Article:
Navigate Up
Menu + Public Affairs
Home > News Releases

County Celebrates National Foster Care Month

Supervisors Praise Foster Families for Their Commitment to Children in Need

SANTA CLARA COUNTY, CALIF. – More than 68,000 children in California are in the foster care system. Just in Santa Clara County, approximately 1,200 children currently live with foster families, relatives, extended family members or group homes. To recognize the commitment of local foster parents, the County of Santa Clara Board of Supervisors is proclaiming May as National Foster Care Month.

“For hundreds of children in our county, a foster home is, simply put, a haven,” said Supervisor Dave Cortese, Chairperson of the Children, Seniors and Families Committee. “We cannot thank foster parents enough for allowing the most vulnerable children in our community to experience a loving home, stability and structure in their lives.”

The County’s Social Services Agency works diligently to match children with foster homes where they can feel part of the family, based on many factors, from their needs, ages, religious, cultural, ethnic and language backgrounds, to the number of siblings. State law allows up to six children in a foster home, including the foster parents’ biological children. Currently, the County has about 430 licensed foster homes.

“Foster parents are extremely rare as they commit to opening their home and heart to be the best advocate for children in need,” said Supervisor George Shirakawa, Vice Chair of the Board’s Children, Seniors and Families Committee. “They are mentors, guardians, teachers and often times build lifelong connections to their foster children.”

The County of Santa Clara Department of Family and Children Services is always looking for foster parents who are prepared to rear children who have had traumatic experiences of neglect, separation and very emotional and personal challenges in their lives. Foster homes are especially needed for sibling groups, pre-teens and teenagers, and children with special medical, emotional, developmental and educational needs. Length of commitment can vary from a matter of days, to a voluntary involvement that could last a lifetime. Becoming a foster parent can be a life changing experience for both the adults and children.

“We count on wonderful adults who have committed their homes and their hearts to children in need of attention and affection,” said Will Lightbourne, Director of Santa Clara County’s Social Services Agency. “Thanks to these extraordinary individuals, our children in the foster care system can experience less fear about their present and more hope about their future.”

The official Proclamation of Foster Parent Month will take place today at 1:30 p.m. at the Board of Supervisors meeting. Some foster parents will be attending and will be available to the media.

The process to become a foster parent starts with an application, a background check and training. It also includes meeting with a social worker for home visitations and consultation.

Steps to Becoming a Foster-Adoptive/Resource Parent
Federal and state law requires that Department of Family and Children’s Services licenses a home before a foster child can live in it. It can take up to four months to complete the following six steps needed to obtain the necessary licensing:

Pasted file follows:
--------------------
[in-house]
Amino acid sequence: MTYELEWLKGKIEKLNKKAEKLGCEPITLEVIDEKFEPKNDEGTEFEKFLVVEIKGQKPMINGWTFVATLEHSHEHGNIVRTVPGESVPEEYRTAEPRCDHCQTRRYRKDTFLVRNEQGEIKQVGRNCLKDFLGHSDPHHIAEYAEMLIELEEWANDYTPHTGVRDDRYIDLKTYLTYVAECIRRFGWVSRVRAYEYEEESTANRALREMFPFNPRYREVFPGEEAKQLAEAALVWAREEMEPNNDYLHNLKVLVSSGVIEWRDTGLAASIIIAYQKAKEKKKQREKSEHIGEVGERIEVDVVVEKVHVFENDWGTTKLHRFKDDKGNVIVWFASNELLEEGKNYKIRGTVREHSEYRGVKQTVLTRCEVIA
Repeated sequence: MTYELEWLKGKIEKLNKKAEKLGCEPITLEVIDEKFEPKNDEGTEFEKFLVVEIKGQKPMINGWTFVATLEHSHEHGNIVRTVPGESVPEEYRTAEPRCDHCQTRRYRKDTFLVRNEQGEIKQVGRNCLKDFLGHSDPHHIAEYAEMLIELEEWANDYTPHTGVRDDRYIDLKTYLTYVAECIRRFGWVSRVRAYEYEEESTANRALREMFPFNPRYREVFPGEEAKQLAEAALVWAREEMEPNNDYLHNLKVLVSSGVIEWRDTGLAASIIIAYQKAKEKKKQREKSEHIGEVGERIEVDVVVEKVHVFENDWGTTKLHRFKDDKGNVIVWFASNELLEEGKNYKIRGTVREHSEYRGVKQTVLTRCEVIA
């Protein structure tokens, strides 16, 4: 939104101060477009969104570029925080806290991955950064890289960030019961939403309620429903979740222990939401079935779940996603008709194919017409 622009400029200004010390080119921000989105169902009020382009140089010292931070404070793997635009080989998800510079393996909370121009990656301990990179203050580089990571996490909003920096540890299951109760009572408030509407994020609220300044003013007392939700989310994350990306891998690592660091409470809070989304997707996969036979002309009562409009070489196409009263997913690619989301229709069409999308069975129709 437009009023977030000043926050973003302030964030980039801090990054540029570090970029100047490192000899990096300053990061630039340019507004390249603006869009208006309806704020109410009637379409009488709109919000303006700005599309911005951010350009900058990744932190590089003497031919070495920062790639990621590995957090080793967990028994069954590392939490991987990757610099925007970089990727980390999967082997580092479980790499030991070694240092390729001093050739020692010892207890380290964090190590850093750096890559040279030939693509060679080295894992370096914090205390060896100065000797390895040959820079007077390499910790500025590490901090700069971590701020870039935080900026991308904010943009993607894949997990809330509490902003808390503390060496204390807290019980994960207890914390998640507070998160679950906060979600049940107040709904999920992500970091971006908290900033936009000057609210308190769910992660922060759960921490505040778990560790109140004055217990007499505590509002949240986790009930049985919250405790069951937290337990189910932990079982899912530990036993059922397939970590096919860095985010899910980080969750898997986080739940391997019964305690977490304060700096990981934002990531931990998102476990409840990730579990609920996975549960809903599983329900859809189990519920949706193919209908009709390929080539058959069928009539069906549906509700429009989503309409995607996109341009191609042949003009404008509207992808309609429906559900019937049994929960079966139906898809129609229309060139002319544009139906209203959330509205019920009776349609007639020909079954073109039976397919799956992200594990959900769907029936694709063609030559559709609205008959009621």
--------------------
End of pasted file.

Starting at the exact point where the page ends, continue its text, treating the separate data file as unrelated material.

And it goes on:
1. Applications and Orientation
A complete application includes information about your family members, family history and the reasons you want to be a parent. This application and other information can be obtained in the Social services electronic site. The orientation is an informal meeting to learn about the process, ask questions and decide if foster parenting is right for your family.
2. Training
Prospective parents attend 27 hours of Parent Resource Information Development Education (PRIDE) training. This is a nationally renowned program that will enhance your life and your family. All parents involved in PRIDE training are required to attend CPR and First-Aid training. Prospects also learn basic fire and health requirements to ensure homes are suitable for children in the foster care system.
3. At-Home Consultation
The County of Santa Clara Department of Family and Children Services licensing unit schedules a time to meet with you and your family in your home, to ensure your home passes basic fire and health inspections and provides a suitable environment for children in the foster care system.
You will be informed of all the requirements during training
4. Complete and Pass Criminal Background check
5. Licensure
Once the licensing is obtained, foster parents can make a decision about the number, ages, and behaviors of the children that you feel you can successfully accept into your family.
6. Placement
Once you are licensed you will begin to receive children into your home at your discretion. When you receive a call from the County’s placement support unit and discuss a particular child, you will have an opportunity to review their history and ask questions. You are under no obligation to take a child you do not believe is right for your family.
Foster parents receive Monthly financial assistance for each child they foster, Medi-Cal health insurance for each child and advocacy and support services. Prospective parents can be single, two-parent, or same gender families of all ethnicities and income levels.
If you would like to become a foster parent or want more information on how to be a resource for the County’s children in need, please contact (408) 299-KIDS or visit the Social Services website at: http://www.sccgov.org/sites/ssa/

Media Contact: Gwendolyn Mitchell/Marina Hinestrosa, Office of Public Affairs, (408) 299-5121, Nicole Huff, Social Services Agency (408) 491-6750.
Posted: May 11, 2010